Many Canadians will recall the Severe Acute Respiratory Syndrome (SARS) outbreak of 2003. Now, some 17 years later, we are faced with yet another highly-contagious and potentially deadly respiratory virus – novel Coronavirus. Having spread to more than 27 countries, the World Health Organization declared it a global health emergency on January 30, 2020.
The media has been littered with stories about how to recognize the symptoms and warnings of potential risks. The question remains – what can we do to protect our workplaces?
While the world struggles to grapple with this novel and deadly emerging virus, employers can take the following steps to prepare and protect their employees and workplaces and limit their own liability:
- Ensuring company-wide best practices are up to date. Employers should maintain an up-to-date emergency contact list, provide hand sanitizer throughout the workplace, implement reasonable travel restrictions, and keep the lines of communication open about these practices.
- Confirming what resources are available to assist employees who may have contracted Coronavirus. Employers should confirm whether their group STD coverage will cover employees who are home sick with Coronavirus, home looking after a family member with Coronavirus and/or employees who may not have Coronavirus but who are in quarantine.
- Enacting temporary measures to protect employees.
- Because Coronavirus can be confused with the regular flu in some cases, in order to ensure that employees who may have Coronavirus do not return to the workplace and infect other employees, employers may want to consider insisting on a medical note from employees who have been home with the flu, confirming that they are safe to return.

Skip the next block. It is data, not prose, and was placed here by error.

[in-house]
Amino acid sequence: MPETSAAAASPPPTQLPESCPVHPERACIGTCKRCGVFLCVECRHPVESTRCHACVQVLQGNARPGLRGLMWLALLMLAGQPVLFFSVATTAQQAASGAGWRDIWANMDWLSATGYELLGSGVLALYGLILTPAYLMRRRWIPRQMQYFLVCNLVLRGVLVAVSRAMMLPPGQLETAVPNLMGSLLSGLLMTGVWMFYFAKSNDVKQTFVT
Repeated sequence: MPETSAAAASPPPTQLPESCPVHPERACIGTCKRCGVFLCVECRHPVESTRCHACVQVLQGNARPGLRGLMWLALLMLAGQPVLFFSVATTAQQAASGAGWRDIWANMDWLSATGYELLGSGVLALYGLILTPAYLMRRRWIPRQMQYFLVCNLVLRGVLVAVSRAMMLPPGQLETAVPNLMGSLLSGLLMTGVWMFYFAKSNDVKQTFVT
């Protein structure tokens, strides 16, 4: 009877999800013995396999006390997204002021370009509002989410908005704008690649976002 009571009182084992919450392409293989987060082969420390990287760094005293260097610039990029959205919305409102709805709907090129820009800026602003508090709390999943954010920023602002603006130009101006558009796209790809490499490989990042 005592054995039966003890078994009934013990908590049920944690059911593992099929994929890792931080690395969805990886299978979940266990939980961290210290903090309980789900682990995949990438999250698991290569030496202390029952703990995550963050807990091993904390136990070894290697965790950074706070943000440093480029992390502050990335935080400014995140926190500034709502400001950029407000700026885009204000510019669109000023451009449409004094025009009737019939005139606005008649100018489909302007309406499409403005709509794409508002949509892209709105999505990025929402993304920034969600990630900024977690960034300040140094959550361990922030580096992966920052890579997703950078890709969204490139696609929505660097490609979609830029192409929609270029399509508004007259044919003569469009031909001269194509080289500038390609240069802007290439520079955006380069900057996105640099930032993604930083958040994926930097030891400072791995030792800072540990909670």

- Employers may also consider implementing a temporary work from home policy.
- Employers may want to consider asking visitors to the workplace to confirm in advance whether they have had flu-like symptoms or may have had contact with individuals infected with Coronavirus.
- Understanding statutory obligations and protections. These protections relate to various considerations in the face of an outbreak:
- Employers will want to know whether illness or quarantine-related absences are protected pursuant to applicable federal or provincial statutory leave provisions.
- Employers will also want to be aware of their applicable federal or provincial statutory leave obligations toward employees who need to care for ill family members.
- It will be important to understand employee health and safety rights pursuant to Occupational Health and Safety legislation, which may include the right of employees to refuse to attend work if concerned about their health.
- Employers may want to refresh their familiarity with human rights laws which, among other things, prevent discrimination on the basis of ethnicity or disability.
- Having a plan.
- Employers may want to develop a plan for obtaining and implementing local health directives.
- Such a plan should also address who would be responsible for issuing communications from the employer and how the employer will communicate with its employees in the event of an emergency.
- In order to protect the work premises, the plan should include steps to ensure that the facility is secure in the event of a reduced staff or unanticipated shut down.
If you would like further information about the recommendations provided, the legislative protections in place in your region or practical steps to protect your workplace in the face of workplace health concerns, please contact members of our Employment and Labour Group.